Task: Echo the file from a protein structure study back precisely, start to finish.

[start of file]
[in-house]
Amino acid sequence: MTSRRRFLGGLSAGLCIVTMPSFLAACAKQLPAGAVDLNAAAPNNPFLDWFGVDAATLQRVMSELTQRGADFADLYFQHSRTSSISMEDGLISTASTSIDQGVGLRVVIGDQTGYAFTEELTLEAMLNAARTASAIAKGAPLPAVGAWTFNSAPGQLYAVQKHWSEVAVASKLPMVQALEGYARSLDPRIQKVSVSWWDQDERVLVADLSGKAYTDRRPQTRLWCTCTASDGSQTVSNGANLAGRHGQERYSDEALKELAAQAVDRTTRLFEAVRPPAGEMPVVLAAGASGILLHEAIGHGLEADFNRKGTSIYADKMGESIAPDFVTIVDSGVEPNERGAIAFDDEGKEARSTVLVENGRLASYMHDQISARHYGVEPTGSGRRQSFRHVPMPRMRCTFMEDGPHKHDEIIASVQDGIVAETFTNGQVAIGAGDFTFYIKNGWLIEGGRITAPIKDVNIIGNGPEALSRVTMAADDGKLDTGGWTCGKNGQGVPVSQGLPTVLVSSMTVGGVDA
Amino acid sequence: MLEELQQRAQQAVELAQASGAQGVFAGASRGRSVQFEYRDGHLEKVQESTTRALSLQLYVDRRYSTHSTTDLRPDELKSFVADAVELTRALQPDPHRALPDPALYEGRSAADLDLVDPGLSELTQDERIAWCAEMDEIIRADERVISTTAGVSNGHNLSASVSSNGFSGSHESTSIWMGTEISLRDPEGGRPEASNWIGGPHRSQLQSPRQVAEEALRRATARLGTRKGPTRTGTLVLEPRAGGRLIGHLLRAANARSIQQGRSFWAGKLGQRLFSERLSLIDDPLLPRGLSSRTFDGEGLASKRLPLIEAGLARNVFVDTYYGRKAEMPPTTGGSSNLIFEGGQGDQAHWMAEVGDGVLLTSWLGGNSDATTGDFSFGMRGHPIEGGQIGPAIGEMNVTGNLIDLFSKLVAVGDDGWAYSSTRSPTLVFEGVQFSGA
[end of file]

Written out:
[in-house]
Amino acid sequence: MTSRRRFLGGLSAGLCIVTMPSFLAACAKQLPAGAVDLNAAAPNNPFLDWFGVDAATLQRVMSELTQRGADFADLYFQHSRTSSISMEDGLISTASTSIDQGVGLRVVIGDQTGYAFTEELTLEAMLNAARTASAIAKGAPLPAVGAWTFNSAPGQLYAVQKHWSEVAVASKLPMVQALEGYARSLDPRIQKVSVSWWDQDERVLVADLSGKAYTDRRPQTRLWCTCTASDGSQTVSNGANLAGRHGQERYSDEALKELAAQAVDRTTRLFEAVRPPAGEMPVVLAAGASGILLHEAIGHGLEADFNRKGTSIYADKMGESIAPDFVTIVDSGVEPNERGAIAFDDEGKEARSTVLVENGRLASYMHDQISARHYGVEPTGSGRRQSFRHVPMPRMRCTFMEDGPHKHDEIIASVQDGIVAETFTNGQVAIGAGDFTFYIKNGWLIEGGRITAPIKDVNIIGNGPEALSRVTMAADDGKLDTGGWTCGKNGQGVPVSQGLPTVLVSSMTVGGVDA
Amino acid sequence: MLEELQQRAQQAVELAQASGAQGVFAGASRGRSVQFEYRDGHLEKVQESTTRALSLQLYVDRRYSTHSTTDLRPDELKSFVADAVELTRALQPDPHRALPDPALYEGRSAADLDLVDPGLSELTQDERIAWCAEMDEIIRADERVISTTAGVSNGHNLSASVSSNGFSGSHESTSIWMGTEISLRDPEGGRPEASNWIGGPHRSQLQSPRQVAEEALRRATARLGTRKGPTRTGTLVLEPRAGGRLIGHLLRAANARSIQQGRSFWAGKLGQRLFSERLSLIDDPLLPRGLSSRTFDGEGLASKRLPLIEAGLARNVFVDTYYGRKAEMPPTTGGSSNLIFEGGQGDQAHWMAEVGDGVLLTSWLGGNSDATTGDFSFGMRGHPIEGGQIGPAIGEMNVTGNLIDLFSKLVAVGDDGWAYSSTRSPTLVFEGVQFSGA